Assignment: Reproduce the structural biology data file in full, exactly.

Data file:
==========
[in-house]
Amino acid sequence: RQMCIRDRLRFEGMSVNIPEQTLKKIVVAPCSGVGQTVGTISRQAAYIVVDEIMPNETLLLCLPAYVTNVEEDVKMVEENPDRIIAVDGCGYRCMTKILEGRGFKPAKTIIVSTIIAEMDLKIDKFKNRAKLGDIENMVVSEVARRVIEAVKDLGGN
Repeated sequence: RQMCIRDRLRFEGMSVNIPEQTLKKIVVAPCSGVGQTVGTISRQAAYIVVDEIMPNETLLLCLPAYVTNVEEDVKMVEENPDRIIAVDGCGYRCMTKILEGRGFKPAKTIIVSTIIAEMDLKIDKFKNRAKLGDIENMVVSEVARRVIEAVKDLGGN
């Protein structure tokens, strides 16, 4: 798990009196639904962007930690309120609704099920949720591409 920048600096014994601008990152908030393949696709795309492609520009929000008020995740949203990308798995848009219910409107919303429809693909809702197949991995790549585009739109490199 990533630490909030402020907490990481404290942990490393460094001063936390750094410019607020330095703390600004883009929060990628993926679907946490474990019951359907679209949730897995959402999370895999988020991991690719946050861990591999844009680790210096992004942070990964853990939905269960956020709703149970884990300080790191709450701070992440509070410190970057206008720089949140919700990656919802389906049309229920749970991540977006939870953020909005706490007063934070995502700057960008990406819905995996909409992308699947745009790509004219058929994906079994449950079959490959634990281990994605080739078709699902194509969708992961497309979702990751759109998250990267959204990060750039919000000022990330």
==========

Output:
[in-house]
Amino acid sequence: RQMCIRDRLRFEGMSVNIPEQTLKKIVVAPCSGVGQTVGTISRQAAYIVVDEIMPNETLLLCLPAYVTNVEEDVKMVEENPDRIIAVDGCGYRCMTKILEGRGFKPAKTIIVSTIIAEMDLKIDKFKNRAKLGDIENMVVSEVARRVIEAVKDLGGN
Repeated sequence: RQMCIRDRLRFEGMSVNIPEQTLKKIVVAPCSGVGQTVGTISRQAAYIVVDEIMPNETLLLCLPAYVTNVEEDVKMVEENPDRIIAVDGCGYRCMTKILEGRGFKPAKTIIVSTIIAEMDLKIDKFKNRAKLGDIENMVVSEVARRVIEAVKDLGGN
């Protein structure tokens, strides 16, 4: 798990009196639904962007930690309120609704099920949720591409 920048600096014994601008990152908030393949696709795309492609520009929000008020995740949203990308798995848009219910409107919303429809693909809702197949991995790549585009739109490199 990533630490909030402020907490990481404290942990490393460094001063936390750094410019607020330095703390600004883009929060990628993926679907946490474990019951359907679209949730897995959402999370895999988020991991690719946050861990591999844009680790210096992004942070990964853990939905269960956020709703149970884990300080790191709450701070992440509070410190970057206008720089949140919700990656919802389906049309229920749970991540977006939870953020909005706490007063934070995502700057960008990406819905995996909409992308699947745009790509004219058929994906079994449950079959490959634990281990994605080739078709699902194509969708992961497309979702990751759109998250990267959204990060750039919000000022990330």